In response, the PIAA at a June meeting at the Penn Stater Hotel and Conference Center, passed sweeping transfer rules that would require any student in grades 10-12 who transfers schools to prove hardship or be required to sit out during that year’s postseason.
It also voted for a new competition balance formula for football and basketball, which would make teams with high enrollment, higher numbers of transfers and continued postseason success move up a classification.
The motion passed 26-2 after only its second committee reading. The PIAA typically requires three readings before taking a vote, but suspended protocol to get the new rules in place prior to the start of the 2018-19 school year.
“It’s a band-aid. It’s a deterrent but it doesn’t eliminate the problem,” Penns Valley Athletic Director Nate Althouse said in June. “I don’t think it’s a measure that will even the playing fields. If this is the solution, it’s not enough.”
Althouse joined representatives from all five of Centre County’s public school districts and nearly 150 others at the Equity Summit a few weeks later at the Ramada Conference Center in State College.
The summit was organized by public school officials interested in finding a way to even the playing field.
One of the proposals suggested at that meeting, according to Bald Eagle Area Athletic Director Doug Dyke, was to condense all boundary schools into classifications 1-4, and non-boundary in 5-6. In addition to creating separate playoffs, that proposal, Dyke said, would make districts tournaments more competitive for larger local public schools, such as State College, who now typically has to play about two games to win districts.
Coming up with proposals that would increase fair competition at all levels — not just state — is a way Dyke said those advocating for change — either with classifications or separate playoff systems — could get more buy-in from smaller schools, such as those in central Pennsylvania, not regularly competing with the large Philadelphia charter schools.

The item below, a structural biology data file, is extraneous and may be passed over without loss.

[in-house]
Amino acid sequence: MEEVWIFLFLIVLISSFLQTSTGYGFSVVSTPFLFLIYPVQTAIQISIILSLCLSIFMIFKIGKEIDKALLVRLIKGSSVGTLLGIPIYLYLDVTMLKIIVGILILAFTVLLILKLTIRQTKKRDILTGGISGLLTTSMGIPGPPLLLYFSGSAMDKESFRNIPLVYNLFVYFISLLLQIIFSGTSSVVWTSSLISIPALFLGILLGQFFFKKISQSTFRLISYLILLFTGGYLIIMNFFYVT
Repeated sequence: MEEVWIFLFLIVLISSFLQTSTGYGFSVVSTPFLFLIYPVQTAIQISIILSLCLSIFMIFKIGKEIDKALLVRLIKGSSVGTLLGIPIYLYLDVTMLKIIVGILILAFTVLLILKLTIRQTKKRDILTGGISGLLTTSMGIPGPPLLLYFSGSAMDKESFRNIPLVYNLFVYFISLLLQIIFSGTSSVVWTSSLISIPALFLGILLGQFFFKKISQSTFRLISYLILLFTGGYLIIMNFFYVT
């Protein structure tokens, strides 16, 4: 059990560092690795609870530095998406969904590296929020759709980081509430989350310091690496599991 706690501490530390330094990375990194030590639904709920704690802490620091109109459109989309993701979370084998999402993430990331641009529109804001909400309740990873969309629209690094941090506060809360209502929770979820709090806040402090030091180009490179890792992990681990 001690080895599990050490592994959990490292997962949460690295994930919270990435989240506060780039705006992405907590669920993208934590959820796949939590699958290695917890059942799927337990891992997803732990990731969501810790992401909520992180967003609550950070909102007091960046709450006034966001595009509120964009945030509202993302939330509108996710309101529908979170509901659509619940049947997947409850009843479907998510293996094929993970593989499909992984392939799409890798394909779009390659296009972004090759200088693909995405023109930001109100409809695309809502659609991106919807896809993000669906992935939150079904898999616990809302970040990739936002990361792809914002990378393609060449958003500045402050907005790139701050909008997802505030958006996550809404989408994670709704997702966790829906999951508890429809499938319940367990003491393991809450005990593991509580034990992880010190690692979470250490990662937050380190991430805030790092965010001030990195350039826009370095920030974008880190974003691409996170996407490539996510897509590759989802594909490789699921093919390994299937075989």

“If they want more credibility, I think they need to show they’ve gone above and beyond in generating support across the state,” he said.
If there’s one thing all the different options has in common, it’s that if there’s going to be a “super class” or separate playoff system, it’s not going to happen anytime soon.
DiGirolamo said that the earliest the state lawyers could come up with an interpretation of the intent of the 1972 law is by the end of the year, and four years is only the earliest Lombardi and Zack said a “super class” could take effect.
If the public school officials want change to happen quicker, DiGirolamo said that the recommendation of himself and Sen. Jay Costa is to work within the PIAA framework and try to get some of their suggestions and recommendations on the table to be debated by and voted on by the PIAA committee rather than the oversight committee.
When asked why they haven’t done that, Superintendents William Hall, of Millcreek Township, and Leonard Rich, of Laurel, said that although he has not had formal conversations with the PIAA, they’ve gotten the message passed down that they are not interested in taking up the issue.
“I think it’s a very good suggestion,” DiGirolamo said of formal talks between the superintendents and the PIAA. “They ought to give that a try.”
Althouse said that since the meeting in June, he hasn’t heard word from the organizers about any further steps or meetings, but anticipates that they will release some recommendations that can be done on the local level.
One thing he said that had been talked about was having the school districts pass resolutions — as Bellefonte did — in support of separate playoffs. Althouse said that as of right now, Penns Valley does not have plans to do so, but he said they probably would if that’s what was recommended by school leaders.
“In the meantime, if they feel this is something that’s going to be a long, drawn-out battle met with a lot of resistance by the PIAA, I’d be interested in researching what it takes to create a separate entity,” he said. “If we present a viable alternative, maybe then the PIAA would be willing to make changes. Maybe if there’s a threat other schools might level, maybe that’s what it’ll take to get them to sit down at the table.”